Therefore, organizationculture can influence the attitudes and behavior of the staff (Scott-Findlayand Estabrooks, 2006). The Understanding of organization’s core values can stoppossible internal conflict (Watson et al., 2005).Culture is socially imbibedand convey by members, this provides the rules that guides the behavior within theorganizations(Yang, 2007).To have a successful hospital outcome, adequate organisationalculture approaches must in place such as reporting identified key safetyindicators, updating, and posting results on a timely manner, using root-causeanalyses to investigate medical errors and near misses (Apold, Daniels, &Sonneborn, 2006; Connor, Ponte, & Conway, 2002).

Therole of leadership in organisation risk or patient safety is essential elementto design, promote and develop a culture of safety. Blake et al. (2006) concluded thatidentified administrative leadership as the most significant architects forcreating and encouraging a culture of safety. Likewise,Dickey (2005) declared inan editorial on “Creating a Culture of Safety,” that a culture of safety muststart from the top with the chief executive officer (CEO) to the bottom levelof the healthcare system. For example, in the scenario, the team leader didnot demonstrate a transformational style of leadership which need to givesupport to the student nurse. The organisation failed to identify the level ofcompetence required to securely manage the airway of a patient with atracheostomy.

The student nurse did not alert a more senior member of thenursing staff, Charge Nurse Waring, about the problem because Nurse Waring wasbusy and she was unsure whether her assessment that the airway was blocked wascorrect.This demonstrated lack of communication.Hand-off communication is a method to assure information istransferred as a cohesive plan between shifts, departments, and units (Blake etal, 2006). Frankel et al. (2003) suggest implement forms of communication suchas briefings.

The procedure of briefing did not reflect in the scenario. (iii)Leyshon (2005) suggested identifying of risk beforeany action to manage it. This section will identify a process that canidentify risks. There are several tools that can be used to identify risk in awork place such as; Swiss Cheese Method (Reason 1997), Shell model humanfactors (Hawkins, 1989), Root Cause Analysis (Wilson et al, 1993). The SHELL Model emphasized onthe relationship of human factors and theaviation environment(Reinhart,1996) while Hawkins, (1989) states that Itis generally known that most of the air accidents are related to human errors,while the mechanical failures in aircraft maintenance today has enormously beenon the decrease with many new high technological equipment inventions.? This report will considerRoot cause analysis (RCA) as to others because RCA is a method of resolvingproblemby identifying the root causes of faults orproblems (Wilson et al, 1993).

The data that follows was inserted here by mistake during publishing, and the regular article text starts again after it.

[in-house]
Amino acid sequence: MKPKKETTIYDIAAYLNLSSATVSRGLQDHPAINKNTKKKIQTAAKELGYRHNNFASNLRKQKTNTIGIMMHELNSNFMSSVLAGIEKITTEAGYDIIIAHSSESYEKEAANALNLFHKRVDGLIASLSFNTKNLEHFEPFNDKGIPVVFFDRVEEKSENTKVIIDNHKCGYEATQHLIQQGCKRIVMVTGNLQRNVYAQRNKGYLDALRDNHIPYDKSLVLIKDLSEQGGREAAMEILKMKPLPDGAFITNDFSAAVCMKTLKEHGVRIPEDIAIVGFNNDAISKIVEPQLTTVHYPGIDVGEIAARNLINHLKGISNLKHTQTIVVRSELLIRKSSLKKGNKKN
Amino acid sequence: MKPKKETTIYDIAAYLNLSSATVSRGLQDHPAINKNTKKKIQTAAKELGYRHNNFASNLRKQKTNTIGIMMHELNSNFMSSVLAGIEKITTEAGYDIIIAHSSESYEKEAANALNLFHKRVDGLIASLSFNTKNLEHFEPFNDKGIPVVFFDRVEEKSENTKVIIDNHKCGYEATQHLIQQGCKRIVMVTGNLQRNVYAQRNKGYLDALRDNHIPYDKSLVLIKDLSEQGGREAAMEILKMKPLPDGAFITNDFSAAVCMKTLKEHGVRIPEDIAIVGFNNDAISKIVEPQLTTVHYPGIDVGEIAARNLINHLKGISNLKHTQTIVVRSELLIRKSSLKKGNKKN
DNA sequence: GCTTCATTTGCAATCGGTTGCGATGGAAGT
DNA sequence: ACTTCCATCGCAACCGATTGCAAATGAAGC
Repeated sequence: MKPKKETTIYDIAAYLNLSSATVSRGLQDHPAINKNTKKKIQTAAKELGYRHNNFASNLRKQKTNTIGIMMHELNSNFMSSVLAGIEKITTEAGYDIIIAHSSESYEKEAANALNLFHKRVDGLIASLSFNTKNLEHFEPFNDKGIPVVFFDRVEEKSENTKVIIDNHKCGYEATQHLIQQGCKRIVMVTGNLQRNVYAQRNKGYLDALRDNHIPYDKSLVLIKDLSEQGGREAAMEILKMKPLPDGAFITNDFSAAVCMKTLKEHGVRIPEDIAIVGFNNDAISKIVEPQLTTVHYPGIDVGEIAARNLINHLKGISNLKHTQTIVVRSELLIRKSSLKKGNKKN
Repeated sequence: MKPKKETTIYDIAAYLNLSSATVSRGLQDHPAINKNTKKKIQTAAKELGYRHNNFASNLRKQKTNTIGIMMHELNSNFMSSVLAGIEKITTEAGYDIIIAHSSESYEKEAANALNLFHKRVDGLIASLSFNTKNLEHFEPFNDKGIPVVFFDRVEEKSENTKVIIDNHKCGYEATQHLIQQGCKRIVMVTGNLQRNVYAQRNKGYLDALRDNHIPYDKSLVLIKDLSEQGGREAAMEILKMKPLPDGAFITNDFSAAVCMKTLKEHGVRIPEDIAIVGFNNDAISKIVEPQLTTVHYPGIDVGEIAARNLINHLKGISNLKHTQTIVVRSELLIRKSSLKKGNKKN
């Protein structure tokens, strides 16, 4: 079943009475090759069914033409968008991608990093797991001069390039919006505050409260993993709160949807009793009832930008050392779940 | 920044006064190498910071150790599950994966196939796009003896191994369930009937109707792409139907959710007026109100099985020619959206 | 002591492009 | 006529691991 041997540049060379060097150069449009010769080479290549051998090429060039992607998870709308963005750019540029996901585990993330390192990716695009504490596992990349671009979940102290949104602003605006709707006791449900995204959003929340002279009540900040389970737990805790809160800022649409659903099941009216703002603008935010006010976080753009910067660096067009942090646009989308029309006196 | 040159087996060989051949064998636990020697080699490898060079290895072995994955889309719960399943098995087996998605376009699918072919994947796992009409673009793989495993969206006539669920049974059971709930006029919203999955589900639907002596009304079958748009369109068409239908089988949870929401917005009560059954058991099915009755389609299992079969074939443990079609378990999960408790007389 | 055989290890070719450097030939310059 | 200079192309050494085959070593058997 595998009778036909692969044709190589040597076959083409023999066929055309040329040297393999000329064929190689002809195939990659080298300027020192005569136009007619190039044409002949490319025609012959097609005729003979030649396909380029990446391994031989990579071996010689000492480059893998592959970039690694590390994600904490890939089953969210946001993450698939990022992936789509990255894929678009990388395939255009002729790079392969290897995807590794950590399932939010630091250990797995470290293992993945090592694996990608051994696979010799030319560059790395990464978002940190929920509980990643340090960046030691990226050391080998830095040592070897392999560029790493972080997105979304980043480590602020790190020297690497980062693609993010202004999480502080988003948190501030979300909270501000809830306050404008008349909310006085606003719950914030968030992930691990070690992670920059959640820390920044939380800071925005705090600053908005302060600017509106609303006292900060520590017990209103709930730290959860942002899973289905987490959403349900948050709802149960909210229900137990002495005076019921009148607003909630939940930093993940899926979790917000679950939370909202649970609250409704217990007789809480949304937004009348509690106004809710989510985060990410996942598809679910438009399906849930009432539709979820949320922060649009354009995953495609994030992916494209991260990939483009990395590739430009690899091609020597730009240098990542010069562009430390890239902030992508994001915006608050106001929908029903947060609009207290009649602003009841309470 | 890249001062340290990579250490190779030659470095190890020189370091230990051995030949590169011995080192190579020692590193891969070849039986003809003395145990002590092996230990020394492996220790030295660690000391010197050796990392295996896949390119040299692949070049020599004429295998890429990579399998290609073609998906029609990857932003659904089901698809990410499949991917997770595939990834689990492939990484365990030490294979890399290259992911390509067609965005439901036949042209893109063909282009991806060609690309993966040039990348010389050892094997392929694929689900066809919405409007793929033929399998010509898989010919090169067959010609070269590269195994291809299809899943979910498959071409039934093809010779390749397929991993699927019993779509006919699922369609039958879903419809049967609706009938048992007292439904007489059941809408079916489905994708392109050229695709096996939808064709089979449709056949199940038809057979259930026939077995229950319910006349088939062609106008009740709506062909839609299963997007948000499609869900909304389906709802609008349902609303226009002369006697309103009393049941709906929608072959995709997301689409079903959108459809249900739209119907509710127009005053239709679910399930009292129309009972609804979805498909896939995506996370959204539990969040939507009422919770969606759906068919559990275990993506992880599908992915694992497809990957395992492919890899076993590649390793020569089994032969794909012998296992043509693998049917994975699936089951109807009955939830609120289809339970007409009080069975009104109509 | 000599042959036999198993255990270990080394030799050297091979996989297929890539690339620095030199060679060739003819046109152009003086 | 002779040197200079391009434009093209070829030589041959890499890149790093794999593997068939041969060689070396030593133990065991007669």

Accordingto Institute for Healthcare Improvement (IHI), Root cause analysis (RCA) is aprocess widely used by health professionals to learn how and why errors occur.While RCA has been part of health care and patient safety for more than 15years, success has been variable both within and across institutions.The (International AirTransport Association, 2016) claimed that the RCA is based on four generalprinciples which define and describe properly event or problem built on fivewhys technique. 5 Whys is a repeated inquiring procedure used to discover thecause and effect of anevent.It is practice of asking question five times whyevent occurred to get to the root causes of the failure.Vorley (2008) revealed that,once the problem has been identified, there are five basic steps to complete anRCA such as define the problem, understanding the problem, immediate action,corrective action and confirm the solution.